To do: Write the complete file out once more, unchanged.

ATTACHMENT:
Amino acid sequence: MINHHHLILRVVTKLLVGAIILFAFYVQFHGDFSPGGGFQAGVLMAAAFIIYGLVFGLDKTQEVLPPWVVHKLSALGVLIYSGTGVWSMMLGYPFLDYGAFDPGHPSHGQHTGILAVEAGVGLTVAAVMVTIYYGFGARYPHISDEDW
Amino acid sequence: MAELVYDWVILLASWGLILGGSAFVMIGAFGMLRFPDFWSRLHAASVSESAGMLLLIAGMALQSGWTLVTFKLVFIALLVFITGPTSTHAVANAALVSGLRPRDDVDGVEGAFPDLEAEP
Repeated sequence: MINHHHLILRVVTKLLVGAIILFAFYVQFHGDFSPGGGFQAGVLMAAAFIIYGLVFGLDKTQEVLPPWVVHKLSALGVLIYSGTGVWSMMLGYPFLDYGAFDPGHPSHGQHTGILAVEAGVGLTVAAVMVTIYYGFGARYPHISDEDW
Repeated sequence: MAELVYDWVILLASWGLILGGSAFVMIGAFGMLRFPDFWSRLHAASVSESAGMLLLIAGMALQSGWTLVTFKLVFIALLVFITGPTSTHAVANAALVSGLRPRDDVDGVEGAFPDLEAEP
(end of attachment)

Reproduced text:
Amino acid sequence: MINHHHLILRVVTKLLVGAIILFAFYVQFHGDFSPGGGFQAGVLMAAAFIIYGLVFGLDKTQEVLPPWVVHKLSALGVLIYSGTGVWSMMLGYPFLDYGAFDPGHPSHGQHTGILAVEAGVGLTVAAVMVTIYYGFGARYPHISDEDW
Amino acid sequence: MAELVYDWVILLASWGLILGGSAFVMIGAFGMLRFPDFWSRLHAASVSESAGMLLLIAGMALQSGWTLVTFKLVFIALLVFITGPTSTHAVANAALVSGLRPRDDVDGVEGAFPDLEAEP
Repeated sequence: MINHHHLILRVVTKLLVGAIILFAFYVQFHGDFSPGGGFQAGVLMAAAFIIYGLVFGLDKTQEVLPPWVVHKLSALGVLIYSGTGVWSMMLGYPFLDYGAFDPGHPSHGQHTGILAVEAGVGLTVAAVMVTIYYGFGARYPHISDEDW
Repeated sequence: MAELVYDWVILLASWGLILGGSAFVMIGAFGMLRFPDFWSRLHAASVSESAGMLLLIAGMALQSGWTLVTFKLVFIALLVFITGPTSTHAVANAALVSGLRPRDDVDGVEGAFPDLEAEP